In social psychology, reciprocity is a social rule that says people ought to repay, in kind, what another person has provided for them; that is, people give back (reciprocate) the kind of treatment they have received from another. By virtue of the rule of reciprocity, people are obligated to repay favors, gifts, invitations, etc. in the future. If someone receives a gift for their birthday, a reciprocal expectation may influence them to do the same on the gift-giver’s birthday. This sense of future obligation associated with reciprocity makes it possible to build continuing relationships and exchanges. Reciprocal actions of this nature are important to social psychology as they can help explain the maintenance of social norms.
The Importance of Reciprocal Relationships
While most of us would agree on the importance of reciprocal relationships, we don’t consciously think about this idea of reciprocity when it comes to friendships and long term relationships. Reciprocity is a mutual exchange of actions, goods, energy, time, emotion, etc. between two people. Reciprocity is similar to a game of tennis or ping pong. There’s a rhythm or a flow of a back and forth exchange. When someone reciprocates our efforts, it can leave us feeling validated in our choices and friendship, energized to keep going in this friendship or relationship and give more, and leaves us with this overall sense that we are valued and appreciated. Meaningful friendships and relationships requires investment, and reciprocity can be the gauge of whether or not the investment is worth it. This article focuses on the reciprocity between peers. Reciprocity cannot be measured in all relationships, for example a parent/child relationship. There is nothing reciprocal about being a parent. You love your child unconditionally often expecting and receiving nothing in return. It’s a much different relationship than relationships with a peer or a spouse, and that is to be expected.
Often when clients are challenged to asses the reciprocity, or the “give and take” in their relationships, a common complaint is they feel guilty and greedy for exploring how their relationships benefit them. Assessing reciprocity is not about “tit for tat,” it about taking an honest look at the dynamics in your relationships and assessing the investment on each side.
Realistically, reciprocity between two people may not always have a constant and even flow. Depending on people’s life circumstances, they may not be able to give as much as they are receiving from you. Maybe they just had their first child, or they lost a parent, or they just went through a significant move. However, this is where the concept of investment comes in. Do you feel the two of you have invested enough in the relationship in the past that you have a strong enough foundation to be more of the giver during this time? The most important question to ask yourself in such a situation is, do you believe your friend would do the same for you? Would he/she sacrifice her needs and be the friend you need during this time? If your answer is yes, then you know you have a strong enough friendships that it can survive temporary inconsistent reciprocity. However, if your answer is no, then what is it that keeps you in this friendship? What is your motivation to continue this relationship?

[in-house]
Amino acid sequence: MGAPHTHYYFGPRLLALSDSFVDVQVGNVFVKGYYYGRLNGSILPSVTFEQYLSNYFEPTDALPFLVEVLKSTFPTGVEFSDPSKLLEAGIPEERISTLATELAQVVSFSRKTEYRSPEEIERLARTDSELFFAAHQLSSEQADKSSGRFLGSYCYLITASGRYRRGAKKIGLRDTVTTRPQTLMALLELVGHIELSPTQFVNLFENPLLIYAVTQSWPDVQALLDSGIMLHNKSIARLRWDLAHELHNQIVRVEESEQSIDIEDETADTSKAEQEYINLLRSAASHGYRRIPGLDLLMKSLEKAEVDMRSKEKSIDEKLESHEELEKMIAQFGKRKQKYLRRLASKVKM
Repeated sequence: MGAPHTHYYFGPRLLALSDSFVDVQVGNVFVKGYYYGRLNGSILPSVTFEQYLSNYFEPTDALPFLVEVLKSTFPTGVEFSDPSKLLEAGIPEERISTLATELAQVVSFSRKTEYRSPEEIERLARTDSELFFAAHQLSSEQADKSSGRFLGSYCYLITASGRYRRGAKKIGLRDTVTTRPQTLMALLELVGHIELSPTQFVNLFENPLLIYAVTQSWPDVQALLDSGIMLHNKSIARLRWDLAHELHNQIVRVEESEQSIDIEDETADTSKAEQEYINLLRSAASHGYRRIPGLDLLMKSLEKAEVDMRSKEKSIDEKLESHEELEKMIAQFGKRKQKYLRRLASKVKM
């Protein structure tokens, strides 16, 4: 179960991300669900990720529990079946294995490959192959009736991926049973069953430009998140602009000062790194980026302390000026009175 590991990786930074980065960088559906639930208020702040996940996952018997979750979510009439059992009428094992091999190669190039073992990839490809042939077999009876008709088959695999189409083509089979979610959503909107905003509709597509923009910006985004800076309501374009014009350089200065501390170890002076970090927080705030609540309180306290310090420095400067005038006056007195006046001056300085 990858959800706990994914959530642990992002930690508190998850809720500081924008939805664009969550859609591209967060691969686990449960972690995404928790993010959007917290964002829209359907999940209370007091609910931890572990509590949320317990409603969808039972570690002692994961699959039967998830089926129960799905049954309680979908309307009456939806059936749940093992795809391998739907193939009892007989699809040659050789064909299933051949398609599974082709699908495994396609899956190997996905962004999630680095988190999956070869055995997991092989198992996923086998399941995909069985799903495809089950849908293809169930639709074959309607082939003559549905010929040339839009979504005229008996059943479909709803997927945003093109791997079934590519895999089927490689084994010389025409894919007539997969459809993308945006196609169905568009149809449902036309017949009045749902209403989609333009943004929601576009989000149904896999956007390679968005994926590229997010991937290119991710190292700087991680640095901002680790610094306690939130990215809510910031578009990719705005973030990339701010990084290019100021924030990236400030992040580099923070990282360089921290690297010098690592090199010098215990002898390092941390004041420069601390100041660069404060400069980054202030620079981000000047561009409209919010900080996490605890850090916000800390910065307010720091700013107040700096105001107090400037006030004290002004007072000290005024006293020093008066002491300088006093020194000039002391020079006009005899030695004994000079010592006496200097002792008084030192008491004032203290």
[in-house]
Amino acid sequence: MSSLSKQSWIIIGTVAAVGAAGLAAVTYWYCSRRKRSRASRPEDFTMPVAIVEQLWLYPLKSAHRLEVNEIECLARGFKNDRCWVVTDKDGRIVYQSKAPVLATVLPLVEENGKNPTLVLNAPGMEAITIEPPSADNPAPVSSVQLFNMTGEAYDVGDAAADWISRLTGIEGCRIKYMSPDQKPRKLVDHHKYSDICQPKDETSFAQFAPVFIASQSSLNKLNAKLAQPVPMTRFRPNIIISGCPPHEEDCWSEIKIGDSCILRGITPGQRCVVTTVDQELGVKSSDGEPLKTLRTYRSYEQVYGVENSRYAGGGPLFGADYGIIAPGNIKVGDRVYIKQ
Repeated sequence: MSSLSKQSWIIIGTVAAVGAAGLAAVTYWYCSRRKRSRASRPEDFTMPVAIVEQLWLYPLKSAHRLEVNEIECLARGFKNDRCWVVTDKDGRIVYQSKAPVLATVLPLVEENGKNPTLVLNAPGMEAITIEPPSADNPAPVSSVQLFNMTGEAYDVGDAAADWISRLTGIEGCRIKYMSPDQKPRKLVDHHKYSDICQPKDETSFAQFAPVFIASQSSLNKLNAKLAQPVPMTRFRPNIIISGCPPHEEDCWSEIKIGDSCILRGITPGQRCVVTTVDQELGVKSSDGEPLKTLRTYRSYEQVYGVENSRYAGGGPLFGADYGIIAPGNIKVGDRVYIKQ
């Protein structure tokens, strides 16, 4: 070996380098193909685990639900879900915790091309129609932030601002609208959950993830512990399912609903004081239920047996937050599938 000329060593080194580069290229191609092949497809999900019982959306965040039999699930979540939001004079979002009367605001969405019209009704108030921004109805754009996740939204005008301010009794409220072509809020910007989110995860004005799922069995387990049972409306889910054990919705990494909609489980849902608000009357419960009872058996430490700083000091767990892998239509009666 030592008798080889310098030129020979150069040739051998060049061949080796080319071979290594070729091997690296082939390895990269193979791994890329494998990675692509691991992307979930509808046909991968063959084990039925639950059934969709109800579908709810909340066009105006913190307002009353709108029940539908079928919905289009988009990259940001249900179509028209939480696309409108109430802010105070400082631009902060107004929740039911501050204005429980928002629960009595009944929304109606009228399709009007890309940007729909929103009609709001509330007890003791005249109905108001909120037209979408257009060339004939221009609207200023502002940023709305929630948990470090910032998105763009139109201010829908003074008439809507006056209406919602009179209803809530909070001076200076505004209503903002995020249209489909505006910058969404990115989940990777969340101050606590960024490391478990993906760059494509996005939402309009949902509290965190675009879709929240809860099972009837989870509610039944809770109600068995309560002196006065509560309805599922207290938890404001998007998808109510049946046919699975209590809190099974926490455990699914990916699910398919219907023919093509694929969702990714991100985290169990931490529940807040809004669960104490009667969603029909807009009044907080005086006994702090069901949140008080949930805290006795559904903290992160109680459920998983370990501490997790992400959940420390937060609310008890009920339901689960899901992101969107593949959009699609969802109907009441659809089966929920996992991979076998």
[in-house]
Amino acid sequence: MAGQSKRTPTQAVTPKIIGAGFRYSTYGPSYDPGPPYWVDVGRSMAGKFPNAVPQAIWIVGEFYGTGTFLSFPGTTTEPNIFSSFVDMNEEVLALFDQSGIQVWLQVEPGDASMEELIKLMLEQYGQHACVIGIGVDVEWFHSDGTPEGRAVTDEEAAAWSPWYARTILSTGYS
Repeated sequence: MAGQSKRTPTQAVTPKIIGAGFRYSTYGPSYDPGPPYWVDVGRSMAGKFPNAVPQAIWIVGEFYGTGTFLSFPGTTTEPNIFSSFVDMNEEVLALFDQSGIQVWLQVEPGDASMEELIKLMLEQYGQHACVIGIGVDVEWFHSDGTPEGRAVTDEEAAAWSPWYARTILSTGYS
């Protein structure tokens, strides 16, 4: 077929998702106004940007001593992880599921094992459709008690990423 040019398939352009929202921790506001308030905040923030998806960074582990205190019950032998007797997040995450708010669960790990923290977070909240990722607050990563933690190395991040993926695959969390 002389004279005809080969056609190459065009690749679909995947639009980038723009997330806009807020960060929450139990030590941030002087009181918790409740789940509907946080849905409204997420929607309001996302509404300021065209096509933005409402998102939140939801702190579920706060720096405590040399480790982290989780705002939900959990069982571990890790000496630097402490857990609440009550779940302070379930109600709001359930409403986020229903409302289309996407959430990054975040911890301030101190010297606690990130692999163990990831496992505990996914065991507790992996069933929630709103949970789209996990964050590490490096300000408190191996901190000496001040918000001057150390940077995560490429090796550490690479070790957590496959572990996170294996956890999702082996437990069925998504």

When the relationship is not reciprocal
You’ve assessed, you’ve explored, and you’ve identified that one of your relationships is not reciprocal, so now what? It is up to you to decide if you want to cut ties completely, confront your friend about the unbalance and how you feel about it, or you can decrease the amount of energy and effort you put into this relationship and simply prioritize this friendship less. Perhaps, there is still something in this relationship you feel is rewarding to you, and you don’t want to let go completely, but you are will to let go slightly. That’s okay. Not every relationship will have the same level of closeness, connection, and time and energy spent.
We have many relationships that fill different needs at different times
Your time is valuable, and so is what you bring to your relationships. It’s okay to be selective in how and who you spend your time with. Who is worth your time? Who is worth investing in? So when that opportunity is there to be social and catchup on your relationships, it’s important that the relationships deserve it. Not every relationship will be worth it, and not every relationship is meant to last forever. Certain relationships are meant to fill a specific purpose and time in your life.
We all need people in our life who contribute to our growth in someway. Whether it’s simply by being support in a time of need, or someone who challenges us to expand our way of thinking, regardless of what it is, it’s important and healthy to have people around you that help you thrive and grow. When we allow people in who do not add to our life in anyway, or simply take without giving back, we are susceptible to stagnation, burnout, or even a poor sense of self. To really take inventory of the quality of your friendships with the goal of eliminating any non-reciprocal or toxic friends, it means we value ourselves enough to believe we deserve better, we deserve to be treated the way we treat others.